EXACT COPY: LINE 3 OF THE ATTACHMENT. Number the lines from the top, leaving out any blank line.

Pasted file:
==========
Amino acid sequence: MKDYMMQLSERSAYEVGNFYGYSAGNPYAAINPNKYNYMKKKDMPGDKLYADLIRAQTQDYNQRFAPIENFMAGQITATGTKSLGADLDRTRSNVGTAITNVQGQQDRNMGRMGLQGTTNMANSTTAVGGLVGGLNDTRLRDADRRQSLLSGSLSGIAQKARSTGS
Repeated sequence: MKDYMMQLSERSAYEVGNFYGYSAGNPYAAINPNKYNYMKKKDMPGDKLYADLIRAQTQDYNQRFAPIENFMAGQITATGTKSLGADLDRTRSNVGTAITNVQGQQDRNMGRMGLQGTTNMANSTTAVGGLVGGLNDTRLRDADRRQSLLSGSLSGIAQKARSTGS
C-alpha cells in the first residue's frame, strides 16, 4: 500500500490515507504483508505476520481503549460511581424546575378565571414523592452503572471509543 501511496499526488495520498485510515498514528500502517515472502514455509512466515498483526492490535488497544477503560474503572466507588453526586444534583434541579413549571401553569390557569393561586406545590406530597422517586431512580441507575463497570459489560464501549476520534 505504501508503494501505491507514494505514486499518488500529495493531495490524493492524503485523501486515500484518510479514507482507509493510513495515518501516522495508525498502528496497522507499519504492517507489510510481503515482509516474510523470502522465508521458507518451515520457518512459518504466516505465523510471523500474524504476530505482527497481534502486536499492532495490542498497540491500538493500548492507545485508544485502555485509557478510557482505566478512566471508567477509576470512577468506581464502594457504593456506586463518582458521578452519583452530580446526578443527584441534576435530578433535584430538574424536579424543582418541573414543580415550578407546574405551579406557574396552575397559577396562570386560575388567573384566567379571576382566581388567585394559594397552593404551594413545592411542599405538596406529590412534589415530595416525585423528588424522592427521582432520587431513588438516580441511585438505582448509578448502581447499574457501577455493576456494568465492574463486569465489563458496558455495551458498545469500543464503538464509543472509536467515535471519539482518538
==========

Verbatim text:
C-alpha cells in the first residue's frame, strides 16, 4: 500500500490515507504483508505476520481503549460511581424546575378565571414523592452503572471509543 501511496499526488495520498485510515498514528500502517515472502514455509512466515498483526492490535488497544477503560474503572466507588453526586444534583434541579413549571401553569390557569393561586406545590406530597422517586431512580441507575463497570459489560464501549476520534 505504501508503494501505491507514494505514486499518488500529495493531495490524493492524503485523501486515500484518510479514507482507509493510513495515518501516522495508525498502528496497522507499519504492517507489510510481503515482509516474510523470502522465508521458507518451515520457518512459518504466516505465523510471523500474524504476530505482527497481534502486536499492532495490542498497540491500538493500548492507545485508544485502555485509557478510557482505566478512566471508567477509576470512577468506581464502594457504593456506586463518582458521578452519583452530580446526578443527584441534576435530578433535584430538574424536579424543582418541573414543580415550578407546574405551579406557574396552575397559577396562570386560575388567573384566567379571576382566581388567585394559594397552593404551594413545592411542599405538596406529590412534589415530595416525585423528588424522592427521582432520587431513588438516580441511585438505582448509578448502581447499574457501577455493576456494568465492574463486569465489563458496558455495551458498545469500543464503538464509543472509536467515535471519539482518538